The responsibility imposed by law for an act or the failure to act.
A wrongful act or omission, other than a creime or a breach of contract, for which the remedy is usually monetary damages.
The failure to exercise the degree of care that a reasonably prudent person would have exercised under similar circumstances to avoid harming another person or legal entity.
A body of principles and rules derived from court decision over time.
A written law passed by a legislative body.
A cause that, in a natural and continuous sequence unbroken by any new and independent cause, produces an event and without which the event would not have happened.
Payment for the losses actually sustained by the plaintiff.
Compensatory damages for actual losses that the plaintiff claims are the result of the defendant's wrongful act or omission.
Compensatory damages that do not have an economic value and that are presumed to follow from the type of wrong claimed by the plaintiff.
Damages that are imposed if the defendant acted recklessly or maliciously to punish the defendant, to teach the defendant a lesson, or to deter others from engaging in the same kind of conduct.
A court order that requires the defendant to stop doing something or to do something.
The plaintiff's own negligence that in part caused the plaintiff's harm and that prevents the plaintiff from recovering damages.
The plaintiff's negligence that in part caused the plaintiff's harm and that proportionally reduces the damages that the plaintiff recovers.
Assumption of Risk
The plaintiff's act of knowingly and voluntarily accepting the possibility of harm.
Statute of Limitations
A statute that sets forth the periods of time within which various types of legal actions must be brought.
Negligence per se
An act that is considred inherently negligent because of a violation of a law or ordinance.
Joint and several liability
The liability of multiple defendants either collectively or individually for the entire amount of damages sought by the plaintiff reglardless of their relative degree of responsibility.
Res ipsa loquitur
A legal doctrine that provides that, in some circumstances, negligence is inferred simply by an accident occurring.
A legal responsibility that occurs when one party is held liable for the actions of a subordinate or associate because of the relationship between the two parties.
A tort committed with general or specific intent to perform the act that is held to be a tort.
The threat of force against another person that creates a well-founded fear of imminent harmful or offensive contact.
Harmful or offensive contact with another person.
The restraint or confinement of a person without consent or legal authority.
The seizure or forcible restraint of a person without legal authority.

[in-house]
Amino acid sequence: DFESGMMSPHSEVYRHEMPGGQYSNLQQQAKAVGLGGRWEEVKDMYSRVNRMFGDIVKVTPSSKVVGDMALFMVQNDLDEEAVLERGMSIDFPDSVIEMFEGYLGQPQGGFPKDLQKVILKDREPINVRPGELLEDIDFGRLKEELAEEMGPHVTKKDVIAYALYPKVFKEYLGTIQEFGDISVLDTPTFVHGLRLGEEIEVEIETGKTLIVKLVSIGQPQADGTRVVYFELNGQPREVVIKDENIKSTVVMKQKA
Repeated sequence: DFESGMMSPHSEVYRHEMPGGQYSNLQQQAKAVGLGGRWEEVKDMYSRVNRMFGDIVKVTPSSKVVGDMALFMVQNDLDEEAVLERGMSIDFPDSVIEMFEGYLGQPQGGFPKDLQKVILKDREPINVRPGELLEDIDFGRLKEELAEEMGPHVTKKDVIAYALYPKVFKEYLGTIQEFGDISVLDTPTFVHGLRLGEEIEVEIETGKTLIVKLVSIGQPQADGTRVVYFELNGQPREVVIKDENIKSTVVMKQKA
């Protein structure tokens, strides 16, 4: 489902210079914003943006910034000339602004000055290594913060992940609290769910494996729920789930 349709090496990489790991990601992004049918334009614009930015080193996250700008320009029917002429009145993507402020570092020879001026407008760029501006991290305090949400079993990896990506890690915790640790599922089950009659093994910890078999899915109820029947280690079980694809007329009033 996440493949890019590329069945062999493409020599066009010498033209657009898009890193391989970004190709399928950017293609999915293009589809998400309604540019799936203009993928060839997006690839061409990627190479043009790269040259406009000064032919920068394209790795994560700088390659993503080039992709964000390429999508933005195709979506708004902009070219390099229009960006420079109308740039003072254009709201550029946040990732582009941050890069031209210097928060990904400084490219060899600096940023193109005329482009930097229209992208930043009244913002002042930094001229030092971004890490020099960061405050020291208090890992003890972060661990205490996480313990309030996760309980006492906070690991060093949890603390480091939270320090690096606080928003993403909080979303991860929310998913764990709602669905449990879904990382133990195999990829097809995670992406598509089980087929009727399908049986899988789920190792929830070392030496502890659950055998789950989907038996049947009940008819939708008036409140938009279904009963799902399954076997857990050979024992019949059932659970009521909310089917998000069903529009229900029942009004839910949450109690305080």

A false written or oral statement that damages wnother's reputation.
A defamatory statement expressed in a written or fixed form.
A defamatory statement expressed by speech.
The improper institution of legal proceedings against another.
Malicious Abuse of Process
The use of civil or criminal procedures for a purose for which they were not designed.
Unauthorized entry to another person's real property or forcible interference with another person's personal property.
The unlawful exercise of control over another person's personal property to the detriment of the owner.
Anything interfering with another person's use or enjoyment of property.
A deliberate misrepresentation or concealment of fact in order to make a person act to his or her detriment.
A false or misleading statement about another's business, products, or services.
Strict Liability, or Absolute Liability
Liability that is not based on negligence or intent to cause harm.
A promise that requires some action by the intended recipient to make an agreement.
The assent to an offer that occurs when the party to whom an offer has been made either agrees to the proposal or does what has been proposed.
A contract in which only one party makes a promise or undertakes the requested performance.
A contract in which each party promises a performance.
Something of value from the promisee that the promisor requested or bargained for in a contract.
The basic or minimal ability to do something and the mental ability to understand problems and make decisions.
Capacity to Contract
A legal qualification that determines one's ability to enter into an enforceable contract.
Statute of Frauds
A law to prevent fraud and perjury by requiring that certain contracts be in writing and contain the signature of the party responsibile for perfoming that contract.
Breach of Contract
The failure to perform as promised under a contract.